Table of Contents
Volume 2013, Article ID 204108, 7 pages
Review Article

Time Course of Placebo Effect of Acupuncture on Pain: A Systematic Review

1Honam Research Center, Medifarm Hospital, Suncheon, Republic of Korea
2Department of Oriental Medicine, Medifarm Hospital, Suncheon, Republic of Korea
3Department of Neurology, Medifarm Hospital, Suncheon, Republic of Korea

Received 25 September 2012; Accepted 21 October 2012

Academic Editors: A. Allione and Y.-R. Wen

Copyright © 2013 Yun Hyung Koog and Won Young Jung. This is an open access article distributed under the Creative Commons Attribution License, which permits unrestricted use, distribution, and reproduction in any medium, provided the original work is properly cited.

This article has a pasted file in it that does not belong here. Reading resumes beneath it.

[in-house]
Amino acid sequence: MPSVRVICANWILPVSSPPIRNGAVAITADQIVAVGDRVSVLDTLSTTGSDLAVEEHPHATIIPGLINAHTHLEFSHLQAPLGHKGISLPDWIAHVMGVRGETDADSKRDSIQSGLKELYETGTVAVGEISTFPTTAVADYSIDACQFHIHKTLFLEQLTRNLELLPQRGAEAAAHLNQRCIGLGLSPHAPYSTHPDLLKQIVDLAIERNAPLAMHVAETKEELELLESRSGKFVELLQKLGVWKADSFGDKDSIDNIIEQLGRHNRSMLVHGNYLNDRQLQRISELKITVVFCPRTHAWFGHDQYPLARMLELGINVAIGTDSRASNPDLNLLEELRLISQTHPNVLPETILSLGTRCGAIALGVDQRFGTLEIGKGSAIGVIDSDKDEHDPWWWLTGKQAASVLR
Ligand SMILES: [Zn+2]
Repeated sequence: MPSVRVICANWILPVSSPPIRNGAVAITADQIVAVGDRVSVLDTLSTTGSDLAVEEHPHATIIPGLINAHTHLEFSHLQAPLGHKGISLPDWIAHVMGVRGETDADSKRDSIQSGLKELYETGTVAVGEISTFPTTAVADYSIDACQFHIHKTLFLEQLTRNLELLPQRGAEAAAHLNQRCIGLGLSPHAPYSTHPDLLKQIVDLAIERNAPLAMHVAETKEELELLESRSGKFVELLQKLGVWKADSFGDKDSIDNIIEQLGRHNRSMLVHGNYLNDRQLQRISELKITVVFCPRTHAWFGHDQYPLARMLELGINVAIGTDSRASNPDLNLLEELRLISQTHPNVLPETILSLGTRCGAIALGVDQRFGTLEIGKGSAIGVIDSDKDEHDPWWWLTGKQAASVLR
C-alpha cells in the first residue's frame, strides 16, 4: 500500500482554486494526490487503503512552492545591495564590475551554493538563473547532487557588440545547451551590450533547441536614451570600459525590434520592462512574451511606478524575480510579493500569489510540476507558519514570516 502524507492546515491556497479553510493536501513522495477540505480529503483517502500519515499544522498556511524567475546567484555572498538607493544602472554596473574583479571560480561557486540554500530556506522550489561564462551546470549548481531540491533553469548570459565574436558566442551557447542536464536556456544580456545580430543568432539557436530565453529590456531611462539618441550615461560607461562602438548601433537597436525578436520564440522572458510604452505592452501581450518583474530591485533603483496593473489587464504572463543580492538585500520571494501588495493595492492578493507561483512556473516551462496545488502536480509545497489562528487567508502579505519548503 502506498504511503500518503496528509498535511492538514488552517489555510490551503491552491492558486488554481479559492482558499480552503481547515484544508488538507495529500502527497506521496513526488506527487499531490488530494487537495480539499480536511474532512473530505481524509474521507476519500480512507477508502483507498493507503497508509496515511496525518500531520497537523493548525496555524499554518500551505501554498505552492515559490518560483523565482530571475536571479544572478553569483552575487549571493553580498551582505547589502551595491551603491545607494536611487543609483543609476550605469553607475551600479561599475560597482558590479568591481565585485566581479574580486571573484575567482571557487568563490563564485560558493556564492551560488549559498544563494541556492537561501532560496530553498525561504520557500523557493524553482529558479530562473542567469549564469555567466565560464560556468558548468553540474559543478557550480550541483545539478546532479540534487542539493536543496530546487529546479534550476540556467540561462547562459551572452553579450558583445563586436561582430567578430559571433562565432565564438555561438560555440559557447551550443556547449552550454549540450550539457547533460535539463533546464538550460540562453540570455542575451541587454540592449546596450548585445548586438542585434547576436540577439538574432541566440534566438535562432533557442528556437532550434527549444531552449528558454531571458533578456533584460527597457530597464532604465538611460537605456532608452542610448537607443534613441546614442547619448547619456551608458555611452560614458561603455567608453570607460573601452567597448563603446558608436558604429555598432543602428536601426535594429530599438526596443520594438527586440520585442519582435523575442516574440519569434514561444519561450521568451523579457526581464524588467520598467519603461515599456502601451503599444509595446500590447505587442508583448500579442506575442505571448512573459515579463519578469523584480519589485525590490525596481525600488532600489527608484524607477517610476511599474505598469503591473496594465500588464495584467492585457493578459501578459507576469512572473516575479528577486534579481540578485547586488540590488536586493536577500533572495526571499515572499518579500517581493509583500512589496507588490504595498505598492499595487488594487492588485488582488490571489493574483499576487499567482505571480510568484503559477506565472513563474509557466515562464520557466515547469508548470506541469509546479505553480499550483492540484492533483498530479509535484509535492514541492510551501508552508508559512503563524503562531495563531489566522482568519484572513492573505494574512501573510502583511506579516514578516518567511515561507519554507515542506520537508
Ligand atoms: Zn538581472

Objectives. Our objective was to investigate the time course of the placebo effect of acupuncture on pain and the factors affecting the placebo effect. Methods. Previously we retrieved three-armed randomized acupuncture trials including sham and no-treatment groups which were published until October 2009. We searched electronic databases again to identify additional trials from October 2009 to December 2011. After a screening of trials, fifteen three-armed acupuncture trials for pain were included in the analysis. Standardized mean differences between the sham and no-treatment groups were calculated for placebo effect. We then plotted the magnitude of the placebo effect over time. Results. The placebo effect gradually has increased for 12 weeks with a standardized mean difference of 0.74 (95% CI: 0.54 to 0.94). Then it decreased after 12 weeks as time passed. When the placebo effects were compared for factors including methodological qualities, they were not affected by all factors, except patient blinding. Trials with sufficient patient blinding showed a larger placebo effect at 8 weeks than those with insufficient patient blinding ( ). Conclusion. The placebo effect of acupuncture showed a unique pattern, which was affected by insufficient patient blinding.